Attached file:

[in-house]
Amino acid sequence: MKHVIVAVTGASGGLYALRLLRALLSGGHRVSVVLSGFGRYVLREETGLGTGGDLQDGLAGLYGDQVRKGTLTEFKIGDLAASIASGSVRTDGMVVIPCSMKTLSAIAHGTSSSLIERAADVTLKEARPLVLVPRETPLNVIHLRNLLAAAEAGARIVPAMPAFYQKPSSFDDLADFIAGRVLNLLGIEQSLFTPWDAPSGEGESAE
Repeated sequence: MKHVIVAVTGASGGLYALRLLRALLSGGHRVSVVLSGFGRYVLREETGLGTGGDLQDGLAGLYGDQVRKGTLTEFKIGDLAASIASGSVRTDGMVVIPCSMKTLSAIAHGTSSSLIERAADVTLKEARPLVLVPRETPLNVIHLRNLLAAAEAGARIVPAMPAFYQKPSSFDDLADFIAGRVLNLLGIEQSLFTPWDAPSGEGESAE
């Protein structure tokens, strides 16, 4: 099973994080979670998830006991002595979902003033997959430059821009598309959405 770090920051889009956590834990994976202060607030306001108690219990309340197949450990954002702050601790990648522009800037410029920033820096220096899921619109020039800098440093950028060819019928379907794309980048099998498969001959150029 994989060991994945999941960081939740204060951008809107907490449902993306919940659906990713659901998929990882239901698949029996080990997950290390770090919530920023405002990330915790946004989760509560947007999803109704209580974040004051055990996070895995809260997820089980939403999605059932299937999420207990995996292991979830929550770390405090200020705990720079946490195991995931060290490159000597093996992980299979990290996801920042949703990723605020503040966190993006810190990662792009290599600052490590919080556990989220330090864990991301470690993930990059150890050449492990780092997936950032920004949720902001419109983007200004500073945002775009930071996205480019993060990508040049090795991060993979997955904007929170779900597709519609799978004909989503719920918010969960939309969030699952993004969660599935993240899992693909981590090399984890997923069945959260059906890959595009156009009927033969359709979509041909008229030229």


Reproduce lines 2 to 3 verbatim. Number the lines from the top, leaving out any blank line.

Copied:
Amino acid sequence: MKHVIVAVTGASGGLYALRLLRALLSGGHRVSVVLSGFGRYVLREETGLGTGGDLQDGLAGLYGDQVRKGTLTEFKIGDLAASIASGSVRTDGMVVIPCSMKTLSAIAHGTSSSLIERAADVTLKEARPLVLVPRETPLNVIHLRNLLAAAEAGARIVPAMPAFYQKPSSFDDLADFIAGRVLNLLGIEQSLFTPWDAPSGEGESAE
Repeated sequence: MKHVIVAVTGASGGLYALRLLRALLSGGHRVSVVLSGFGRYVLREETGLGTGGDLQDGLAGLYGDQVRKGTLTEFKIGDLAASIASGSVRTDGMVVIPCSMKTLSAIAHGTSSSLIERAADVTLKEARPLVLVPRETPLNVIHLRNLLAAAEAGARIVPAMPAFYQKPSSFDDLADFIAGRVLNLLGIEQSLFTPWDAPSGEGESAE